(Zero Hedge) – Canadian publications and citizens groups are calling for a boycott of US goods in response to President Trump and members of his administration’s attacks on Canadian Prime Minister Justin Trudeau.
But as Reuters reports, a consumer boycott of the US is much easier said than done. Still, the boycott push has gained momentum since Canada’s Parliament on Monday condemned Trump for his treatment of Trudeau. Trudeau himself has “kept a low profile” since the end of the G-7 summit, which Trudeau hosted in Quebec over the weekend. Publications like the Toronto Star have suggested a campaign of “empty hotel rooms and campsites.”
All kinds of targets have been suggested in opinion columns and postings on social media, from companies that sell goods associated with Trump or his family to a broader ban on U.S. vacations. The suggestions come not only in response to the attacks on Trudeau by Trump and his aides, but to the threat of a trade war that could hurt Canada’s economy and sideswipe jobs.
“So, if this president insists on punching you in the nose and eating your lunch, why would you continue to pretend he’s still a great neighbor and go over to his place to spend your time and money?” implored an opinion piece in the Toronto Star.
As Reuters reminds us, Canada is the biggest market for US goods. The country imports a total of $90 billion during the first four months of this year alone. For 35 US states, Canada is the top export market. As a whole, Canada is the destination for 18.3% of US exports – putting it ahead of China and Mexico.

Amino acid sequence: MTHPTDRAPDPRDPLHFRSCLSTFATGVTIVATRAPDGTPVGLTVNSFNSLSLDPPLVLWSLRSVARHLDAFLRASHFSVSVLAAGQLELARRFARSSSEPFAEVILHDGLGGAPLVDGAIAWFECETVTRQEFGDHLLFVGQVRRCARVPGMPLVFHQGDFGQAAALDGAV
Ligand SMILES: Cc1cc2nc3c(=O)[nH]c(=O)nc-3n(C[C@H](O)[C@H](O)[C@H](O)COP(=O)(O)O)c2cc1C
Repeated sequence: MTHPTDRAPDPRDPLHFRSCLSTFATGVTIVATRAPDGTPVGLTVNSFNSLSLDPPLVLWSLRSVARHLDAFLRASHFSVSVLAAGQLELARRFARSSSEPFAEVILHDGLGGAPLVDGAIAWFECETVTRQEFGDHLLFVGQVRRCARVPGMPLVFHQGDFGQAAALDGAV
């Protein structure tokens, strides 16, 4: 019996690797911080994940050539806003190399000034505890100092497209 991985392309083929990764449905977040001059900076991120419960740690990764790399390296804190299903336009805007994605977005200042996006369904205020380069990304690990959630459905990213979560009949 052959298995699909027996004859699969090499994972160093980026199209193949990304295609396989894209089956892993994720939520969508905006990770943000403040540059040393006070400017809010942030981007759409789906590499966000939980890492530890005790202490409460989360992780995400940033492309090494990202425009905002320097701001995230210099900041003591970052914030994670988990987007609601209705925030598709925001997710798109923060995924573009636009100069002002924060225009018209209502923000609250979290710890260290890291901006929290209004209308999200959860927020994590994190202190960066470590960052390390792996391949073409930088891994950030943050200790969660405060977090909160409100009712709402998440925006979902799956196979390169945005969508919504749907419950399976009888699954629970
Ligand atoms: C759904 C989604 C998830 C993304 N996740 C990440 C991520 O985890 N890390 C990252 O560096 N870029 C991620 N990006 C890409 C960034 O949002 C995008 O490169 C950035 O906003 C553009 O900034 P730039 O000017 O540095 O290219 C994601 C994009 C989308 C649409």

PM Justin Trudeau of Canada acted so meek and mild during our @G7 meetings only to give a news conference after I left saying that, “US Tariffs were kind of insulting” and he “will not be pushed around.” Very dishonest & weak. Our Tariffs are in response to his of 270% on dairy!
— Donald J. Trump (@realDonaldTrump) June 9, 2018
When it comes to tourism, Canadians also comprise a significant proportion of visitors to the US. Hundreds of thousands of Canadian retirees winter in the sun belt – a region that stretches across the southeastern and southwestern US. But as much as Canadians love to boast about their beef, beer and maple syrup, it’s difficult to imagine a countrywide boycott of Pepi, Coca-Cola and other iconic US brands (how about the iPhone? Nike sneakers? Or Starbucks?) ever getting off the ground. Why? Because, at the end of the day, Canadians love US brands.
“To suggest Canadians are going to stop drinking Coke and Pepsi is a bit of a stretch, given we are so enmeshed in U.S. consumer culture. A bottom line impact is not likely to occur,” said pollster Nik Nanos.
“That said, this is going to be a massive headache for U.S. companies doing business in Canada, both from a public relations and consumer relations perspective.”
While Trump has largely been the target of Canadians’ ire, Trump advisor Peter Navarro on Tuesday apologized for unleashing “verbal hell” on Trudeau during a Fox News interview.
“I own that,” Navarro said during an appearance at The Wall Street Journal’s CFO conference.